Finally, the Vipers required a little more TLC to keep the brightest parts of the image from blasting out. “They just couldn’t hold the highlights as well as the F900s, which was a little bit of a problem,” he says. “Your on-set scenic artist, the on-set painter, becomes another key player. If there was a light fitting in the shot, we’d have to paint the tubes in order to bring it down to an acceptable range. Obviously, streetlights were just streetlights, but a lot of other highlights we’d be dulling down, making those adjustments so that we wouldn’t get those distracting burn-outs.
“It was quite a different package than one would traditionally use on a night exterior. You’d have the Muscos out, maybe you’d line a street with 18Ks, and it would be a very big set-up. But we were doing night streets with nothing but supplemental lighting and getting some amazing, exciting results out of it.”
Living On Video
Working in HD introduces a few new wrinkles to the production environment, too. For one thing, the video screens on an HD shoot display crisp, pristine and accurate images that trump the cameras’ tiny viewfinders. “You stop looking through the camera,” Beebe says. “You’ll stand back and look at the scene, at the lighting, but you’re stepping to the monitor to assess the final result- even to the point that the focus pullers stand behind the monitors because of the sharpness of the image. It becomes a more accurate way of ensuring focus.”
That’s not to say the system was trouble-free. “The viewing system was not great,” Beebe admits, explaining that removing distortion from the widescreen image, which was unacceptable to the director, introduced a lag in live playback, which was an issue for the people actually running the camera. And the awkward ergonomics of the cameras themselves meant camera operator Gary Jay had his work cut out for him.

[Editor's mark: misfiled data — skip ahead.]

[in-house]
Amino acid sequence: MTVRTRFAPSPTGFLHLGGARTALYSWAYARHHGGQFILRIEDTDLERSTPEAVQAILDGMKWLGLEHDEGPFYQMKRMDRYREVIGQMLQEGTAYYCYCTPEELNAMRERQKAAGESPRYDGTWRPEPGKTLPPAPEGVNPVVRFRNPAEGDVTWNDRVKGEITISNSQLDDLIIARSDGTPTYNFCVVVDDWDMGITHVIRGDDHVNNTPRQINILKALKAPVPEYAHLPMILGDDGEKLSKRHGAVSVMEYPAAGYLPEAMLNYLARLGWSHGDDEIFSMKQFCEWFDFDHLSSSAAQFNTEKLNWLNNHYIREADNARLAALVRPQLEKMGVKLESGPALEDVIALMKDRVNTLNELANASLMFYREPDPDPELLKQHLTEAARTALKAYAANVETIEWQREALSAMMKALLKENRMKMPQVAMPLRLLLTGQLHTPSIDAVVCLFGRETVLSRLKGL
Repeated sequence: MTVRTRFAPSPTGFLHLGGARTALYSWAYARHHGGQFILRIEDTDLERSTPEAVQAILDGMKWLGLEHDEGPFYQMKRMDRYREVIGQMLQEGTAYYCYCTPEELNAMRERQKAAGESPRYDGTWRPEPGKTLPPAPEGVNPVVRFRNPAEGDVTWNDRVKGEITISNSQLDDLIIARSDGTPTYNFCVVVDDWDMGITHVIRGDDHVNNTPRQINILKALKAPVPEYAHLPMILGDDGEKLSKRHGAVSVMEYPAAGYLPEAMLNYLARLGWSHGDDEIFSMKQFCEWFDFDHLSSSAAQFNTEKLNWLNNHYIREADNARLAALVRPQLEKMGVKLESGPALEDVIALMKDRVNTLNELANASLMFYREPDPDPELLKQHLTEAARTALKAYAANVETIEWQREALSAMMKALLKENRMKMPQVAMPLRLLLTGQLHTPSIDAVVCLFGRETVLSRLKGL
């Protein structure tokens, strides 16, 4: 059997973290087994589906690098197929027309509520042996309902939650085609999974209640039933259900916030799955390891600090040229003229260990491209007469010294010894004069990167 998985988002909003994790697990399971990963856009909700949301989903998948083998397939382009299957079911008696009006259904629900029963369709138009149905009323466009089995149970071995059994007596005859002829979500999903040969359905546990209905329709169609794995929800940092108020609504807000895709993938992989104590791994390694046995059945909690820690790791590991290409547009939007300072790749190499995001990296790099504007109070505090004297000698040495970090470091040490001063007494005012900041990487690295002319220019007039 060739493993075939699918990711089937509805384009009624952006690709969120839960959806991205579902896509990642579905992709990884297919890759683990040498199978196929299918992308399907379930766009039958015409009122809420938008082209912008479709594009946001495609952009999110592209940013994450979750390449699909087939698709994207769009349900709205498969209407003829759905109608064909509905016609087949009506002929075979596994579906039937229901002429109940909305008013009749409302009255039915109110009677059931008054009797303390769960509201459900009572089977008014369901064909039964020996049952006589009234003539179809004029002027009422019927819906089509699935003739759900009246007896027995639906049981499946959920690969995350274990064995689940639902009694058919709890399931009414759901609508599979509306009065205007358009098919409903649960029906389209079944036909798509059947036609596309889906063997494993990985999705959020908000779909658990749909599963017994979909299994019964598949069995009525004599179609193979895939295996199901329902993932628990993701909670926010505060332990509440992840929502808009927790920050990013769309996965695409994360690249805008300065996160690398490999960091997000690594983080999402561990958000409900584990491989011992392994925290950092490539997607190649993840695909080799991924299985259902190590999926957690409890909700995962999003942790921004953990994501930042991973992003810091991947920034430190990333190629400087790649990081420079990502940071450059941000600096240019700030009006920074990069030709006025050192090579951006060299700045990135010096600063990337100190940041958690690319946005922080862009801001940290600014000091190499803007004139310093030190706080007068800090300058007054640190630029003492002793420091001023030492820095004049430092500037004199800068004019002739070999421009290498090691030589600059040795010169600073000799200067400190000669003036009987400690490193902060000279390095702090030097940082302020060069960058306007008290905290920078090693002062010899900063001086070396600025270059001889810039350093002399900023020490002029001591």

“With the Vipers, all the weight is up front because there’s no recording deck. They’re difficult to operate handheld,” Beebe says. “So they were busy building counterweights off the back and finding things to hold onto on the front of the camera. They were holding onto the matte box, and more than once that came tumbling off during a shoot. There were a lot of things that, normally, you wouldn’t tolerate. But this was a technology that was giving us something we were not going to get anywhere else.
“I think in the end it was well worth it. In some ways, it was just the right application of this technology- using this unique feature, this incredible sensitivity, in a film that is set completely at night on the streets of L.A. “
You Da Mann!
So what was it like working for a notorious perfectionist? “You do take on a whole new appreciation of the intricacy of constructing shots and
sequences in Michael’s work,” Beebe says. “I was always a huge fan, but he is completely uncompromising. And if he wants a particular
background at a particular moment as we drive by a mural somewhere downtown for a line of dialogue, that’s what we’re going to get. It’s
not happenstance; it’s by design. It’s an interesting struggle between creating a feeling constantly of spontaneity and all these ‘found’
moments. The reality is these are designed and worked out beforehand.”